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7 reasons why you need personal contact when making decisions

Opinions expressed by australiabusinessblog.com contributors are their own.

I’ve always prioritized face-to-face meetings when I can secure them. Why? Because the best business partnerships are purely successful relationships, something that cannot be changed by the stroke of a pen. Rapidly evolving communication tools such as social media, email, texting and virtual meetings are essential, and I use them all the time, but they are not the DNA of a lasting relationship. The integrity of a handshake, the strength to look someone in the eye, or the closeness of sharing a meal or drink with someone can’t happen on a Zoom call.

When making crucial decisions in business, you need to have interpersonal connections. At my global leadership and talent consultancy, Boyden, if we are recruiting or about to place someone for a company or if we are trying to bring in a valuable customer, the final decision cannot be made through Zoom. We’ll hop on a plane or prioritize meeting people in person because we are mans. We have to are with another. While virtual calls, texts and emails have their place and are very effective, we need to get back to business as usual to be together “in real life” in situations where crucial decisions need to be made.

I grew up traveling the world with my father, where all business interaction was in person, whether it was on a sports field or over a glass of wine. When I launched my marketing and public relations agency, TO BEAT! Media, I registered the trademark “Public Relation(ship)s®” because I learned the importance of face-to-face meetings. Below are seven reasons why face-to-face meetings will help you be more successful, grow stronger teams, and build the best relationships, and why I’ll never stop them.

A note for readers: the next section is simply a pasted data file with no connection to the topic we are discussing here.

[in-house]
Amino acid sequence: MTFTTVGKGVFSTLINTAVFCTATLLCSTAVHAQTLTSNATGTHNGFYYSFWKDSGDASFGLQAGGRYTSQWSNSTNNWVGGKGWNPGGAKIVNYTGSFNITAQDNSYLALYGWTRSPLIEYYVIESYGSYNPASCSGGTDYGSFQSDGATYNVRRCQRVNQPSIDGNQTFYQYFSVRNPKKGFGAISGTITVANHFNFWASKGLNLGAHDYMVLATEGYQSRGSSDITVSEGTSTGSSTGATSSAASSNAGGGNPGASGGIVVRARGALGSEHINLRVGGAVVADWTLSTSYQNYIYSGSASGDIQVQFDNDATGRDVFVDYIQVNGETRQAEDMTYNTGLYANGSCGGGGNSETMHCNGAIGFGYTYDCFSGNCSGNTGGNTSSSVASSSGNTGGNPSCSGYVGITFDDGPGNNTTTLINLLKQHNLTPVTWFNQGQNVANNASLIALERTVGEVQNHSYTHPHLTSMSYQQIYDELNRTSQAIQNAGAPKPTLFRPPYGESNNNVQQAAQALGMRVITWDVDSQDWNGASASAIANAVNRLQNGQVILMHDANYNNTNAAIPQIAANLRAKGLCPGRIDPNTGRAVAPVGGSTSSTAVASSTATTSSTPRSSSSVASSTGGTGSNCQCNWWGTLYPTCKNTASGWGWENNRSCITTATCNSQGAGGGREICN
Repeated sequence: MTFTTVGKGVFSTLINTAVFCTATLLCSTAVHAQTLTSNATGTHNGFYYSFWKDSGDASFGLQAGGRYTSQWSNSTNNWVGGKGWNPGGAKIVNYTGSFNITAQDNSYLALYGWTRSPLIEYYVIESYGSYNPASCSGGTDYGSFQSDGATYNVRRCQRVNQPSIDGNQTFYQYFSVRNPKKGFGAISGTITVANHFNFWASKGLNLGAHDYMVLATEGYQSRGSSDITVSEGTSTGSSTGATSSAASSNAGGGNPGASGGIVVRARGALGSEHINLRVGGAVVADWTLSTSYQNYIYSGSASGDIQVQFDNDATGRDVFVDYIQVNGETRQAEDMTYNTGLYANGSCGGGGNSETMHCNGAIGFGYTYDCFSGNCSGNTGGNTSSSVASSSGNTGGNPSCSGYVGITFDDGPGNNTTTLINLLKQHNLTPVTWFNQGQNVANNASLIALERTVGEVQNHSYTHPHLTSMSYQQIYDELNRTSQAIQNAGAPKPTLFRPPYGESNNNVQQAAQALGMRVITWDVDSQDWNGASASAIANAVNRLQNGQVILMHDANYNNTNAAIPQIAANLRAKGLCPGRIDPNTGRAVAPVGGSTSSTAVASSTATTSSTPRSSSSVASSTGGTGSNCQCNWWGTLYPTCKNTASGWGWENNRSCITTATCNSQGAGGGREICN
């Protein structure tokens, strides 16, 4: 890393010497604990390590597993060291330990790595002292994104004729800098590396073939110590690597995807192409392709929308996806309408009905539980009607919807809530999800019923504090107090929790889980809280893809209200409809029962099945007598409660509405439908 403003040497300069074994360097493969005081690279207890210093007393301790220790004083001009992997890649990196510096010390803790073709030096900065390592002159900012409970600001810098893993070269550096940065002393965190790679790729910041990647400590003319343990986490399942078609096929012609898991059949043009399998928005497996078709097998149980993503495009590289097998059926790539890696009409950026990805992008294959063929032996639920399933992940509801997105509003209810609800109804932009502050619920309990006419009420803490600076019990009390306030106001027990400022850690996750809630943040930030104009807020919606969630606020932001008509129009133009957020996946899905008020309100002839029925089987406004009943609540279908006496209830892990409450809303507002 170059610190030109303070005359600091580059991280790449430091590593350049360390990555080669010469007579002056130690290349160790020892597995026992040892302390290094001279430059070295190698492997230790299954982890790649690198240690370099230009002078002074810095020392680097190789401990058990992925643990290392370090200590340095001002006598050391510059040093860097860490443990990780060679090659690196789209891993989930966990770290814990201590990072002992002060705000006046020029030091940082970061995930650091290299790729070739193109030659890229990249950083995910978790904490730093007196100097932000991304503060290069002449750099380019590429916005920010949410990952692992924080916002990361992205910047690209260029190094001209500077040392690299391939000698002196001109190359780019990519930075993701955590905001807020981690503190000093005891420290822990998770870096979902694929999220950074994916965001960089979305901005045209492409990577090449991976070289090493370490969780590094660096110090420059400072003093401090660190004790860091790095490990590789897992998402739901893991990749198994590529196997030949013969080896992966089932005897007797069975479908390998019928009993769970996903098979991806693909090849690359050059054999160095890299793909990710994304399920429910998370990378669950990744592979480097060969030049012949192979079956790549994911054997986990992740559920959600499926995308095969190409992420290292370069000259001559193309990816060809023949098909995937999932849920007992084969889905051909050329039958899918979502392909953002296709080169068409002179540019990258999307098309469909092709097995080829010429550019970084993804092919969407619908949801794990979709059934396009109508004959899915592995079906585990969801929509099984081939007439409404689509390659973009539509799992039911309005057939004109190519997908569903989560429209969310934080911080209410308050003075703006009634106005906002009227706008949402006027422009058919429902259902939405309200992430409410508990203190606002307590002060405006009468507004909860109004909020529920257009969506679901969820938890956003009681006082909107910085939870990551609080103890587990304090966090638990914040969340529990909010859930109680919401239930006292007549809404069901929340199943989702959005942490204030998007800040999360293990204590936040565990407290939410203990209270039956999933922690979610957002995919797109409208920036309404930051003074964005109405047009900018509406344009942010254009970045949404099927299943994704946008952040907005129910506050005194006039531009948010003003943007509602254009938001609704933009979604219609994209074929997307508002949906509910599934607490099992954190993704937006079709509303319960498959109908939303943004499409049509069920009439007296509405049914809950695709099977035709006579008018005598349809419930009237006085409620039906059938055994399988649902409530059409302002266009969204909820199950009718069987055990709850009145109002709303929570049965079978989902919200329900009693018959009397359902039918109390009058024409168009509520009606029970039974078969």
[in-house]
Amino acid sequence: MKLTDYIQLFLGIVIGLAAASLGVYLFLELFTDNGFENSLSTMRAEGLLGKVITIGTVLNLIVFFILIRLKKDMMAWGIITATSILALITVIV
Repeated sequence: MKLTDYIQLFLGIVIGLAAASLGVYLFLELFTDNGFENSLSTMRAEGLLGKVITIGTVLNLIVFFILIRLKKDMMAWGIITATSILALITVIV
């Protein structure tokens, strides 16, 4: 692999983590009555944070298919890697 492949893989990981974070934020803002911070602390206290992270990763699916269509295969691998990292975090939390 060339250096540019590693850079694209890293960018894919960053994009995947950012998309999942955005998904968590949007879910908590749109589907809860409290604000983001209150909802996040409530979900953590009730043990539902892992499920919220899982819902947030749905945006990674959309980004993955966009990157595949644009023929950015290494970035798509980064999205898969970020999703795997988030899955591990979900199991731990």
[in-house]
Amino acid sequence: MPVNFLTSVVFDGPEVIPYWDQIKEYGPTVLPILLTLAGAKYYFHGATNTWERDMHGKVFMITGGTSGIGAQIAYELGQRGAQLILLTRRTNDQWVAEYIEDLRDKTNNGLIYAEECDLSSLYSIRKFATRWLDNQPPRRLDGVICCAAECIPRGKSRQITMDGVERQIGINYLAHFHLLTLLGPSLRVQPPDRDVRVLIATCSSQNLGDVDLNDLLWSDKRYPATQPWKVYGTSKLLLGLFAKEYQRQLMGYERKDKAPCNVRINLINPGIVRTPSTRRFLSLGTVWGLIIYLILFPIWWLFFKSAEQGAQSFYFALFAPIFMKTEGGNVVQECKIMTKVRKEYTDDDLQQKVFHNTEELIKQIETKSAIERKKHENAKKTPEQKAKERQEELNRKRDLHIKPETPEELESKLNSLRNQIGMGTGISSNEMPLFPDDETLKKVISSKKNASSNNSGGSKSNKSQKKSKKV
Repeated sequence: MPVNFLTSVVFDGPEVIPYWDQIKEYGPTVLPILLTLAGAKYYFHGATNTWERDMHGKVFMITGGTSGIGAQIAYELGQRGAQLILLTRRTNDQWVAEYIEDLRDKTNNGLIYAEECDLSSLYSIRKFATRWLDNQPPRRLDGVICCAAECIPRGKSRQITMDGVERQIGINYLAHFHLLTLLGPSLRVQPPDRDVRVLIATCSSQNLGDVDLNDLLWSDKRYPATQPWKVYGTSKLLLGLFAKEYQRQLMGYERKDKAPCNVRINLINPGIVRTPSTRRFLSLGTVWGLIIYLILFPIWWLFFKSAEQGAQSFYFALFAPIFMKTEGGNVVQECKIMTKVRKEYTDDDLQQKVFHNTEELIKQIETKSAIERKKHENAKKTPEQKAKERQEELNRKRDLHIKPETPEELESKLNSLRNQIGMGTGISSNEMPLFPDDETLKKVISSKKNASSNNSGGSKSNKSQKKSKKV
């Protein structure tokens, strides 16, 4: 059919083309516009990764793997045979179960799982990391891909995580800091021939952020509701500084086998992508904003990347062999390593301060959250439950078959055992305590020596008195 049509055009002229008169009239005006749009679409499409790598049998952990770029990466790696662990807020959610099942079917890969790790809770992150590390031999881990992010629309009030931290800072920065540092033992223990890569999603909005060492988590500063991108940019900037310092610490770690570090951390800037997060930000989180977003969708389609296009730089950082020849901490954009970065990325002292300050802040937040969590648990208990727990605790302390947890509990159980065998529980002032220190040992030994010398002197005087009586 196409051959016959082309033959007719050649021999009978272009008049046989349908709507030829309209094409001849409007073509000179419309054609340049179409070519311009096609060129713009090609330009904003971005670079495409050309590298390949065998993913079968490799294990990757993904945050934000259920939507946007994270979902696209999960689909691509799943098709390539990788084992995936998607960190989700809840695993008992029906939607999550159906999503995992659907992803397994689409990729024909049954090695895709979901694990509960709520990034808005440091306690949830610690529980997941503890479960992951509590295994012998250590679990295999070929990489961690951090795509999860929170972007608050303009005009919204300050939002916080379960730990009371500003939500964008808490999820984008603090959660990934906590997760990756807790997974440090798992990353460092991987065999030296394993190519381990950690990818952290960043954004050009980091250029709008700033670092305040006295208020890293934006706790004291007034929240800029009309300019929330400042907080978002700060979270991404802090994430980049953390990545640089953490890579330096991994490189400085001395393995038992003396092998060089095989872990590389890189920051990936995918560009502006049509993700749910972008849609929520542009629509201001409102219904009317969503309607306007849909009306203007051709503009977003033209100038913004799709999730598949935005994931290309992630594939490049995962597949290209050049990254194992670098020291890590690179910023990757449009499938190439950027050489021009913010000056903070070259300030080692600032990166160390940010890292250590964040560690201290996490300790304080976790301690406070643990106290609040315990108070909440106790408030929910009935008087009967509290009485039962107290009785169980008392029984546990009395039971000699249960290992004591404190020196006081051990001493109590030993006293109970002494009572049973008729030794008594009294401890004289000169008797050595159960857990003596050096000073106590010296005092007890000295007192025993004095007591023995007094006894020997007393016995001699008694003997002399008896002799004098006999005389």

Related: 5 ways to build killer customer relationships

1. Reading emotion

Body language and facial gestures are subtle visual cues that reveal what people are or are not saying – an ‘aspect’ that can be lost in virtual communication. Posture, hand and foot movements, and even someone looking at their watch while you talk to them reveal a lot about how you connect with them and vice versa. I wouldn’t hire someone who doesn’t seem engaged or with whom I don’t feel chemistry. You are unlikely to feel this emotional chemistry and connection in a virtual meeting.

Related: How To Know If Someone Is Manipulating You Based On Their Body Language

2. Talk in real time

It is much easier to judge how well our ideas and goals are accepted by how quickly others respond. Virtual meetings have disruptions, distractions and delays.

A few years ago, when I was looking for a big client, I drove a few hours to meet them and had his undivided attention. Our questions and answers poured in well. At the end of the meeting, he admitted to me that he had interviewed other agencies for a marketing position, but that I personally impressed him with the way I articulated my ideas for driving growth for his company. Our meeting took longer than expected, and it was clear that he was confident in his decision to hire me on the spot, as we had no distractions and our conversation flowed smoothly. And he did.

3. More effective communication through non-verbal signals

It’s easier to interpret nonverbal cues when you’re face-to-face. Whether it’s a smile or direct eye contact, these interactions create much stronger engagement and help build stronger relationships. Up to 93% of communication takes place through non-verbal cues, including small movements of the face and body and voice quality.